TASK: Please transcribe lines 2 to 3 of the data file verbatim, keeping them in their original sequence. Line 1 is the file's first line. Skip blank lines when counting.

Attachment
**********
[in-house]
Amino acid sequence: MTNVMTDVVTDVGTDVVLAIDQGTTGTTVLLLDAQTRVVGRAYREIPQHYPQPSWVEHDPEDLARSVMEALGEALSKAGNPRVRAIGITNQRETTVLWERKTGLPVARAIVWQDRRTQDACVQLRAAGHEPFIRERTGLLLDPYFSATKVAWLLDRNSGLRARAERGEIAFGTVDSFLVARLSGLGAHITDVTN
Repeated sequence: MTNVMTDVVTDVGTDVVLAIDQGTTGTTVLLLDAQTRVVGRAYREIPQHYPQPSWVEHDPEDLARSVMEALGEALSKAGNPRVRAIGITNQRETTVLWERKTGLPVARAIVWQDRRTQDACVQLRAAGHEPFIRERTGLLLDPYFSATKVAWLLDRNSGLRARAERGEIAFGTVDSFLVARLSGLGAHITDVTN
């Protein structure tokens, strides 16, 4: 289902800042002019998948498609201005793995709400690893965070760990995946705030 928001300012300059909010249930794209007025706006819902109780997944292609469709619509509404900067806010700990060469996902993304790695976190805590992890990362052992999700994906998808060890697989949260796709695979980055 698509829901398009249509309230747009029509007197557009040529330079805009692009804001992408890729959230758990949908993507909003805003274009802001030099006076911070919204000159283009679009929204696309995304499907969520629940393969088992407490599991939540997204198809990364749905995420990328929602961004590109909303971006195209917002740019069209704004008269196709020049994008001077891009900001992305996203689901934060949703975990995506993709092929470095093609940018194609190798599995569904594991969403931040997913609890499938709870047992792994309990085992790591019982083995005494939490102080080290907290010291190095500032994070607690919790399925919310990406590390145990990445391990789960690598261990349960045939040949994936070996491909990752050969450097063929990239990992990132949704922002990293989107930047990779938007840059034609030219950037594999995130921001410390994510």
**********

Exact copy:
Amino acid sequence: MTNVMTDVVTDVGTDVVLAIDQGTTGTTVLLLDAQTRVVGRAYREIPQHYPQPSWVEHDPEDLARSVMEALGEALSKAGNPRVRAIGITNQRETTVLWERKTGLPVARAIVWQDRRTQDACVQLRAAGHEPFIRERTGLLLDPYFSATKVAWLLDRNSGLRARAERGEIAFGTVDSFLVARLSGLGAHITDVTN
Repeated sequence: MTNVMTDVVTDVGTDVVLAIDQGTTGTTVLLLDAQTRVVGRAYREIPQHYPQPSWVEHDPEDLARSVMEALGEALSKAGNPRVRAIGITNQRETTVLWERKTGLPVARAIVWQDRRTQDACVQLRAAGHEPFIRERTGLLLDPYFSATKVAWLLDRNSGLRARAERGEIAFGTVDSFLVARLSGLGAHITDVTN